When I left the house this morning, I had a simple plan. Breakfast, a stop in south Tulsa, and a quick drive out to Porter for their annual Peach Festival. By the time I pulled back into the driveway this evening, I’d clocked nearly 175 miles. That’s the way it goes when I take my camera out, usually. It was a great day!
Sam and I arrived at the Porter Peach Festival at about 11:45, a bit late for the parade but still in the middle of the day’s festivities. One of the things I love about Oklahoma is the numerous small-town carnivals and festivals throughout the year. I’m sure these exist across the country in identical formats, yet the feeling I get from walking down the tiny main street of a rural Oklahoma community feels somehow special. The population in Porter is less than 600 but today that number meant nothing. Every available yard, field, and side road was stocked with vehicles. The local police kept the order as droves of people drove into town to get their fruit on. I’d never visited the Peach Capital of Oklahoma before, festival or no. We wandered the streets, browsed the vendor tents, and enjoyed the atmosphere. Although I’m not a huge peach fan, I tried some of Samantha’s peach ice drink and was pleasantly surprised. Had I not still been full from breakfast, I might have gotten one of my own. As it was, we bought a bag of fresh-picked peaches to take home and navigated out of town.
Since we still had a lot of day left, I decided to keep driving east to see what I could find. I drove down a tired two-lane road with little company aside from the occasional tractor or pickup truck. At the junction for Highway 69, I saw an old restaurant sign I wanted to photograph. I pulled over, got out, and started taking pictures when I looked back down the country road and saw quite the sight: a line of Model A cars coming my way. They were undoubtedly coming from the car show at the Peach Festival, but I paused and watched these relics pass by with awe as if it was the first time I’d seen a motor vehicle. The drivers cheerfully waved and sounded their ahooga horns as they drove on.
The next small town I drove through was Okay. That is to say, it wasn’t that special…AND that’s the name of the town. Okay, OK. Seriously. I guess someone got lazy back when they needed another settlement along the Verdigris River. Anyway, I knew of an old truss bridge on the edge of town and figured it was worth a quick stop.
I looked at the map on my cell phone, consulted my memory, and drove to the end of a residential road near the river. It ended with an extremely basic metal gate, which I ducked under and ambled down a gravel path into the brush. I walked for a few minutes and thought my memory had failed me until I looked back over my shoulder and noticed that I’d passed the bridge entirely. The deck had collapsed between the old road and the bridge itself and the overgrowth now completely hid the bridge from sight unless you were walking back TOWARDS town. I happily scrambled down the river bank to look at the old steel beast, noting a lean on one of the trusses. It wouldn’t be around much longer. I’ll have to go back this winter when the foliage is gone and give it another shot.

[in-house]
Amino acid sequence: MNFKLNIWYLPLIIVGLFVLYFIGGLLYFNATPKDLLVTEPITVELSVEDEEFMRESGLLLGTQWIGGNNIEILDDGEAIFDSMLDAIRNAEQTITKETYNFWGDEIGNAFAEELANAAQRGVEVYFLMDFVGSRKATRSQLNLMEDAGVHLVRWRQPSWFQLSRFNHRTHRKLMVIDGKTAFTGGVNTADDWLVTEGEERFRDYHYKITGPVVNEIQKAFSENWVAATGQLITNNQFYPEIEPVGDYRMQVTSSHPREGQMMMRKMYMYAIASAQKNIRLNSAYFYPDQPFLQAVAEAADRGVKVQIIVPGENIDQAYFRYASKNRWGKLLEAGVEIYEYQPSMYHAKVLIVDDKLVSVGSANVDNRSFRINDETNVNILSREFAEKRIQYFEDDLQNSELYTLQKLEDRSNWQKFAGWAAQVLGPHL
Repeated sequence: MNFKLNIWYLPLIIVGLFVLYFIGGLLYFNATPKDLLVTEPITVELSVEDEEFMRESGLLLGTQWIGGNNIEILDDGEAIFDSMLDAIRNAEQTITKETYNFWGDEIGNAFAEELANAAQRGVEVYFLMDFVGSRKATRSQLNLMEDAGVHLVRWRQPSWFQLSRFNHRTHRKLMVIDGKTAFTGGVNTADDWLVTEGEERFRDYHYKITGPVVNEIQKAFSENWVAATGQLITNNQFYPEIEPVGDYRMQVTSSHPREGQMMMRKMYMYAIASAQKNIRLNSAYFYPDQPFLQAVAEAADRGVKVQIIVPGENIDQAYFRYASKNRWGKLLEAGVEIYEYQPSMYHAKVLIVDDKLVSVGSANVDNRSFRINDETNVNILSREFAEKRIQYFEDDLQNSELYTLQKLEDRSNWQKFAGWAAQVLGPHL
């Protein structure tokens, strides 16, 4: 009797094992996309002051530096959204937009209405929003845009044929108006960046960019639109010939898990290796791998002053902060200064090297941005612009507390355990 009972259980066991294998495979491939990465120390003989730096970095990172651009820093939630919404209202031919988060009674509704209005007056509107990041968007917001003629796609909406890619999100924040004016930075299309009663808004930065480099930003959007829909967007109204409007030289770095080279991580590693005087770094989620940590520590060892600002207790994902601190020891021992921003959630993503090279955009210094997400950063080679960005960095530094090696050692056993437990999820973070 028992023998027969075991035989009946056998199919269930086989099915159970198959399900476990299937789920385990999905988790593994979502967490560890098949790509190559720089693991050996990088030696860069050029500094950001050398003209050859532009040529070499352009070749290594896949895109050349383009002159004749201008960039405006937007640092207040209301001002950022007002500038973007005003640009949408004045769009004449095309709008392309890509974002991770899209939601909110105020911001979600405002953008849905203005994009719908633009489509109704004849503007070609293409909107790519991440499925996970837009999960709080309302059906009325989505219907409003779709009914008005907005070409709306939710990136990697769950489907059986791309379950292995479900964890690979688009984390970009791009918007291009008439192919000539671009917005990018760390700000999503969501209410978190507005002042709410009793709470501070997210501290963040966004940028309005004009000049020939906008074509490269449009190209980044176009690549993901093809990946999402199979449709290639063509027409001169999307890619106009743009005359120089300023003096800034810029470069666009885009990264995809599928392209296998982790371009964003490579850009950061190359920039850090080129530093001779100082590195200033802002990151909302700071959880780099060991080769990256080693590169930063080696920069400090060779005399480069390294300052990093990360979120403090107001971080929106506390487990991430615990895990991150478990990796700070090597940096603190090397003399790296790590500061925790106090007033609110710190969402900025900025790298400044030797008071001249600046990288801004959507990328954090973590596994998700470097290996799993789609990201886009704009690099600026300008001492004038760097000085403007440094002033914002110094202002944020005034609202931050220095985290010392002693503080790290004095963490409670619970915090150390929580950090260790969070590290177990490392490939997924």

I drove on, past Wagoner, to the Indian Lodge Motel for some shots of their old sign. We were both getting hungry, so we made our next stop the Del Rancho restaurant in Tahlequah. It’s a little 50’s-themed diner I’d always wanted to stop at…so we did. Interestingly, we were greeted with an individual phone at the booth to order on like the Hamburger King in Shawnee some weeks ago. The food was good [special mention for their chicken fried steak!] and the milkshake we shared for dessert was even better. I left Tahlequah satisfied and planned to drive home…but when we got to the turnpike I realized we were on the edge of Muskogee, and I’d never been through there either. Sam, as always, was up for a little more adventure. I’m so glad we made that final stop, because I found a LOT of things I liked.
Downtown Muskogee sprawled a bit more than I expected, split by an active rail line on the east side. Some buildings have been restored (with varying success) but most have not. Several buildings have been torn down recently, leaving nervous buildings to stand glaringly alone. Others were only facades, awaiting their rubbled fate. As with many towns around here, it was a mixture of beauty and decay. I saw more faded ghost signs painted on the brick buildings than I’d seen in a long time, and the variety of architectural styles spoke of a history of uneven growth. I walked around downtown, making mental notes and taking pictures, knowing I’d need to come back again. If for no other reason, there’s a delightfully strange-looking cafe on the edge of downtown that I have to see on the inside.